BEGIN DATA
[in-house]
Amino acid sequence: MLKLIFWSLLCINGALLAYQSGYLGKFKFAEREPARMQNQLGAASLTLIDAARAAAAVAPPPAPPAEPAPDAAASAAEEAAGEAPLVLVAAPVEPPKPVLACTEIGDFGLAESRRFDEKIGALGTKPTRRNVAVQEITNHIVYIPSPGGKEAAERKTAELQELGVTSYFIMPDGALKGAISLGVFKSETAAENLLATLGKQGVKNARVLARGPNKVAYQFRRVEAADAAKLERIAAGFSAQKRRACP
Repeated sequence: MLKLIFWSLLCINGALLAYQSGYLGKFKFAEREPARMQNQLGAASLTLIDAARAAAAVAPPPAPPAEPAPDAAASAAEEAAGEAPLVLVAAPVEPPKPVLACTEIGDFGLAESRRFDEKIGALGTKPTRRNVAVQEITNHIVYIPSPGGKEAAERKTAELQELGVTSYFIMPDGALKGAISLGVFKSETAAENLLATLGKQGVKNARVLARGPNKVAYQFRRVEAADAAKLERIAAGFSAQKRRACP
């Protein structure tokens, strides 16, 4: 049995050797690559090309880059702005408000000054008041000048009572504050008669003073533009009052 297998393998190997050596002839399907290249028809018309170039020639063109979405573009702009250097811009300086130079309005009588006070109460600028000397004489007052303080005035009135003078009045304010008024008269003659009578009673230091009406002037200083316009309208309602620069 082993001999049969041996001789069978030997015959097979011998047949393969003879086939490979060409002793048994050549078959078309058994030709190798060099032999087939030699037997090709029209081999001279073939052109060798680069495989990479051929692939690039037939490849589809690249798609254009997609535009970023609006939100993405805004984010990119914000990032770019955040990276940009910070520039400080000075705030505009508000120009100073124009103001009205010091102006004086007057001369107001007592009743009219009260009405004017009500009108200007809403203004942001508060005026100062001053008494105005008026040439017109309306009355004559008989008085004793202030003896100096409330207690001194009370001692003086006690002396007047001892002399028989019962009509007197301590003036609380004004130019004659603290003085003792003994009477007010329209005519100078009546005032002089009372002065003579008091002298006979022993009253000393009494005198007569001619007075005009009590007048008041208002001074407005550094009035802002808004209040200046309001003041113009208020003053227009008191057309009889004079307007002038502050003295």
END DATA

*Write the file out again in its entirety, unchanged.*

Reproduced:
[in-house]
Amino acid sequence: MLKLIFWSLLCINGALLAYQSGYLGKFKFAEREPARMQNQLGAASLTLIDAARAAAAVAPPPAPPAEPAPDAAASAAEEAAGEAPLVLVAAPVEPPKPVLACTEIGDFGLAESRRFDEKIGALGTKPTRRNVAVQEITNHIVYIPSPGGKEAAERKTAELQELGVTSYFIMPDGALKGAISLGVFKSETAAENLLATLGKQGVKNARVLARGPNKVAYQFRRVEAADAAKLERIAAGFSAQKRRACP
Repeated sequence: MLKLIFWSLLCINGALLAYQSGYLGKFKFAEREPARMQNQLGAASLTLIDAARAAAAVAPPPAPPAEPAPDAAASAAEEAAGEAPLVLVAAPVEPPKPVLACTEIGDFGLAESRRFDEKIGALGTKPTRRNVAVQEITNHIVYIPSPGGKEAAERKTAELQELGVTSYFIMPDGALKGAISLGVFKSETAAENLLATLGKQGVKNARVLARGPNKVAYQFRRVEAADAAKLERIAAGFSAQKRRACP
């Protein structure tokens, strides 16, 4: 049995050797690559090309880059702005408000000054008041000048009572504050008669003073533009009052 297998393998190997050596002839399907290249028809018309170039020639063109979405573009702009250097811009300086130079309005009588006070109460600028000397004489007052303080005035009135003078009045304010008024008269003659009578009673230091009406002037200083316009309208309602620069 082993001999049969041996001789069978030997015959097979011998047949393969003879086939490979060409002793048994050549078959078309058994030709190798060099032999087939030699037997090709029209081999001279073939052109060798680069495989990479051929692939690039037939490849589809690249798609254009997609535009970023609006939100993405805004984010990119914000990032770019955040990276940009910070520039400080000075705030505009508000120009100073124009103001009205010091102006004086007057001369107001007592009743009219009260009405004017009500009108200007809403203004942001508060005026100062001053008494105005008026040439017109309306009355004559008989008085004793202030003896100096409330207690001194009370001692003086006690002396007047001892002399028989019962009509007197301590003036609380004004130019004659603290003085003792003994009477007010329209005519100078009546005032002089009372002065003579008091002298006979022993009253000393009494005198007569001619007075005009009590007048008041208002001074407005550094009035802002808004209040200046309001003041113009208020003053227009008191057309009889004079307007002038502050003295």